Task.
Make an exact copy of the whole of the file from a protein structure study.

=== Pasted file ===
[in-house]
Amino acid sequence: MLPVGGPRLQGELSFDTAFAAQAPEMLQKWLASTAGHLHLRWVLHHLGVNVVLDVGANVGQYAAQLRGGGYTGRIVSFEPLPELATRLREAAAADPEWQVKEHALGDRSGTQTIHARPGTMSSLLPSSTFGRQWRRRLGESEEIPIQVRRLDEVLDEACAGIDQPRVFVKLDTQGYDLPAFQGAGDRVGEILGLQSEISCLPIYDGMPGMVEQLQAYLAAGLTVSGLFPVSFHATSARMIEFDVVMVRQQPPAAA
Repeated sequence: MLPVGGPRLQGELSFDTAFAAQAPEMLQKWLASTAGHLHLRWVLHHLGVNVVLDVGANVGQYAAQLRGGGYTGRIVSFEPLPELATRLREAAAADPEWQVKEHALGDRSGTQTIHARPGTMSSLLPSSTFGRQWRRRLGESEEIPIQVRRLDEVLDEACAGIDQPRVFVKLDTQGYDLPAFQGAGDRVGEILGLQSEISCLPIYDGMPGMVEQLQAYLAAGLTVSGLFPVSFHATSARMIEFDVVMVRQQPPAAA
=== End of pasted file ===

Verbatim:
[in-house]
Amino acid sequence: MLPVGGPRLQGELSFDTAFAAQAPEMLQKWLASTAGHLHLRWVLHHLGVNVVLDVGANVGQYAAQLRGGGYTGRIVSFEPLPELATRLREAAAADPEWQVKEHALGDRSGTQTIHARPGTMSSLLPSSTFGRQWRRRLGESEEIPIQVRRLDEVLDEACAGIDQPRVFVKLDTQGYDLPAFQGAGDRVGEILGLQSEISCLPIYDGMPGMVEQLQAYLAAGLTVSGLFPVSFHATSARMIEFDVVMVRQQPPAAA
Repeated sequence: MLPVGGPRLQGELSFDTAFAAQAPEMLQKWLASTAGHLHLRWVLHHLGVNVVLDVGANVGQYAAQLRGGGYTGRIVSFEPLPELATRLREAAAADPEWQVKEHALGDRSGTQTIHARPGTMSSLLPSSTFGRQWRRRLGESEEIPIQVRRLDEVLDEACAGIDQPRVFVKLDTQGYDLPAFQGAGDRVGEILGLQSEISCLPIYDGMPGMVEQLQAYLAAGLTVSGLFPVSFHATSARMIEFDVVMVRQQPPAAA